Indonesia cancelled a plan to send its citizens to work in palm oil plantations in neighbouring Malaysia, which has faced a labour shortage, its envoy to Kuala Lumpur said on Tuesday.
Malaysia, the world's second-largest palm oil producer, was set to welcome the first major batch of migrant workers from Indonesia since reopening borders in a boost for the industry that is facing a shortage of more than 100,000 workers.
The labour crunch has cut Malaysian palm oil production, which relies on foreign labour, to multi-year lows when the world faces a broader edible oil shortage due to the Russia-Ukraine war and export restrictions in top producer Indonesia.
On Tuesday evening, 164 workers from the island of Lombok in Indonesia, the industry's preferred source country for workers because of similarities in weather and terrain, were expected to arrive in Kuala Lumpur on a chartered flight, Indonesia's ambassador to Malaysia Hermono told Reuters.
But an Indonesian agency responsible for the protection of migrant workers cancelled the recruitment process and did not allow the workers to fly, the envoy said.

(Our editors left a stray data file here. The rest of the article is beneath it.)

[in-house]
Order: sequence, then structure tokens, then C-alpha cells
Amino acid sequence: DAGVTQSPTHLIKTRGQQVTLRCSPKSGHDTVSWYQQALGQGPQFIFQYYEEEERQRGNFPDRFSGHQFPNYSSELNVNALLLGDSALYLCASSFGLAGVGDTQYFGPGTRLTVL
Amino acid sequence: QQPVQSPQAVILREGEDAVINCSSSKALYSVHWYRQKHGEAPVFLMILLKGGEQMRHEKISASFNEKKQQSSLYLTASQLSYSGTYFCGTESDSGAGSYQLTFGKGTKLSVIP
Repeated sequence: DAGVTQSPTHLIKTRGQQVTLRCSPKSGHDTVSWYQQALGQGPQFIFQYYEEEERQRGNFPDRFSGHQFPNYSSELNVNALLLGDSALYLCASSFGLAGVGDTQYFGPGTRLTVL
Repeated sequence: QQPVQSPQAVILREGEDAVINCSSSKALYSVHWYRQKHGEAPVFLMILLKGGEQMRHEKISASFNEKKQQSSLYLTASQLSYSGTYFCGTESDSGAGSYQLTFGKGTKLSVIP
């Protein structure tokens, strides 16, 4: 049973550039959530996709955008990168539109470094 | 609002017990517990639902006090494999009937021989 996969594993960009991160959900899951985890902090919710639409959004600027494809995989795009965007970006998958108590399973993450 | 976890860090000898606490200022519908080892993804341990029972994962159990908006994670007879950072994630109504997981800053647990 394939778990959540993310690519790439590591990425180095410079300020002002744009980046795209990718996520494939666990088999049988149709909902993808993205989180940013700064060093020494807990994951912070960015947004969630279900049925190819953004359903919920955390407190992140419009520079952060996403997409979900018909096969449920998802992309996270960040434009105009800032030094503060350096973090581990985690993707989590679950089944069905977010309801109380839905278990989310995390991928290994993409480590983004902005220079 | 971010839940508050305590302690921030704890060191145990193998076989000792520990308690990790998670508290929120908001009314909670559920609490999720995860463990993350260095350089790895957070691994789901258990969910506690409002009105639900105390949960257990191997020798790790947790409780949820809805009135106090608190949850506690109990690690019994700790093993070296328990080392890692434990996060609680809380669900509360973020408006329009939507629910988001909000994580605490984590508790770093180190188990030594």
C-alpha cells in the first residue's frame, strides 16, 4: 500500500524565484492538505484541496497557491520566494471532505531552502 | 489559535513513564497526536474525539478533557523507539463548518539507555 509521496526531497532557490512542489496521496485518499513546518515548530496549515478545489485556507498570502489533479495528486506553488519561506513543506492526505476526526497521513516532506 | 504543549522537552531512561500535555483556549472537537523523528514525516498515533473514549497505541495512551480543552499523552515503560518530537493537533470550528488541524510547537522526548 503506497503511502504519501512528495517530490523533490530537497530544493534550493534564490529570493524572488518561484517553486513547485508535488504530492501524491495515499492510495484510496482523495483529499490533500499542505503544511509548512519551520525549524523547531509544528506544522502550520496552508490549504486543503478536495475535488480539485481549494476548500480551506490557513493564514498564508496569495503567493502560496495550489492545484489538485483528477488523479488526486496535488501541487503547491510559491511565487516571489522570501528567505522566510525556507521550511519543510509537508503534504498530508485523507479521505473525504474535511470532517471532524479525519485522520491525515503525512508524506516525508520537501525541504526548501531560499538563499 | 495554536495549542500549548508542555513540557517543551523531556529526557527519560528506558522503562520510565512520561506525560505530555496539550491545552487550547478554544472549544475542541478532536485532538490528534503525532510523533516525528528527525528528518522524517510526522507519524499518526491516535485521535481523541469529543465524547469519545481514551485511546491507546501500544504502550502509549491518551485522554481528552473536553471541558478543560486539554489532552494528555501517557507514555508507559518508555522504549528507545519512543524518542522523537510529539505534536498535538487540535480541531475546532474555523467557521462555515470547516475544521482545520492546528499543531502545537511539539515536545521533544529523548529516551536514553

"Maybe there is a misunderstanding on the regulation of Malaysia in the process of work permit issuance. I gave my recommendation and assurances that all the workers will get the work permit once they pass medical examination in Malaysia," he said.
Malaysia's ministry of human resources, which had scheduled a monitoring session for Tuesday evening on the arrival of the workers, cancelled the event citing "unavoidable circumstances."
The Southeast Asian nation relies on foreign workers, who mainly come from Indonesia, Bangladesh, and Nepal, to fill factory and plantation jobs shunned by locals.
There have been growing concerns in recent years over the treatment of migrant workers, with seven Malaysian companies banned by the United States in the last two years over the use of what the US authorities consider "forced labour".